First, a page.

ceiver of a private corporation to issue certificates to be a paramount lien for the purpose of carrying on the business of an insolvent corporation, when all the lien creditors do not consent thereto, unless it be necessary to do so in order to preserve the existence of the corporate property and its franchises. Such is not the condition in this case, and the prayer of the petition is denied.
KEIPER et al. v. MILLER. (Circuit Court, E. D. Pennsylvania. June 12, 1895.)
Upon the trial of a suit for infringement of a patent, it appeared that the suit was brought by an assignee, to whom the patent had been assigned, 14 years after its issue, and when it was known to have been infringed, under an agreement that such assignee should prosecute suits against infringers, at his own expense, and divide the recoveries with the patente!l' Held, that such agreement constituted champerty, and that the bill should be dismissed.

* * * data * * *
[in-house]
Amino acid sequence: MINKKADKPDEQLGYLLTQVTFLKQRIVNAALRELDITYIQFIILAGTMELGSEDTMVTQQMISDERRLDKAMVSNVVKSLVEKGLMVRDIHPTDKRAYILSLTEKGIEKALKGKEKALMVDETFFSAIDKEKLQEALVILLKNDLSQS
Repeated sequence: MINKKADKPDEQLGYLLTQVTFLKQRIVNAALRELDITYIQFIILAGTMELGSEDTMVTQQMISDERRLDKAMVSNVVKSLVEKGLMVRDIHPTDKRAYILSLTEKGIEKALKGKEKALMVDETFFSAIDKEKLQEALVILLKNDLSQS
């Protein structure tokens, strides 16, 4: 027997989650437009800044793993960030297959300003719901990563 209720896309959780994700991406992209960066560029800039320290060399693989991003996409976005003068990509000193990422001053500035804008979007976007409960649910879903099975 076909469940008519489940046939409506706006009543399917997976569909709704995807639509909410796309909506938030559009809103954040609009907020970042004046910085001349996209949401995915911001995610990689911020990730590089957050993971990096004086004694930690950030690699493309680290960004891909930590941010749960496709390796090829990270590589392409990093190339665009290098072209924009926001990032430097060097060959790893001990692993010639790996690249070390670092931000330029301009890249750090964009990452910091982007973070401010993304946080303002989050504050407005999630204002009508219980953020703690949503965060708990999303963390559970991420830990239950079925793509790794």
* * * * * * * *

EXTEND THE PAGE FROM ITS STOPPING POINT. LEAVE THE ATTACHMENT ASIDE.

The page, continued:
This was a suit by Henry B. Keiper and Lanious B. Keiper against Oharles Miller to restrain the infringement of a patent. The cause was heard on the pleadings and proofs. Jerome Carty and R. A; Parker, for complainants. Butterworth & Dowell, for defendant. DALLAS, Circuit Judge. The complainants base their claim of title to the patent in suit upon an assignment by the patentee, Samuel M. Brua, expressed to be for a nominal consideration, and made about 14 years after the patent had been issued. This assignment does not disclose the actual transaction to which it relates. It was not made in execution of a sale of the patent, but under an agreement that the legal title thereto should be vested in the assignee for the purpose of enabling him to settle with, or to proceed against, infringers, for the benefit of the patentee, as well as of the assignee, but wholly at the expense of the latter. This suit is prosecuted in pursuance of that agreement. The testimony of Mr. Brua himself satisfies me of this. He admits that he has "an interest in the result of this case, dependent upon the success of the complainants." Being repeatedly asked to state what that interest is, he declined to answer, upon the objection and instruction of complainants' counsel that the question was "incompetent, irrelevant, and immaterial." I do not think that this objection was well taken; but whether it was or was not is not very important, inasmuch as, in my opinion, enough has been shown to require the conclusion that "the suit in the present case has been instituted by a volunteer, on speculation," or, at least, to cast upon the complainants the burden of proving the contrary. The facts are peculiarly within their knowledge, and the evidence under their control, yet they not only failed to show them, but interposed to prevent their disclosure by the defendant's examination of their own witness. It would be difficult to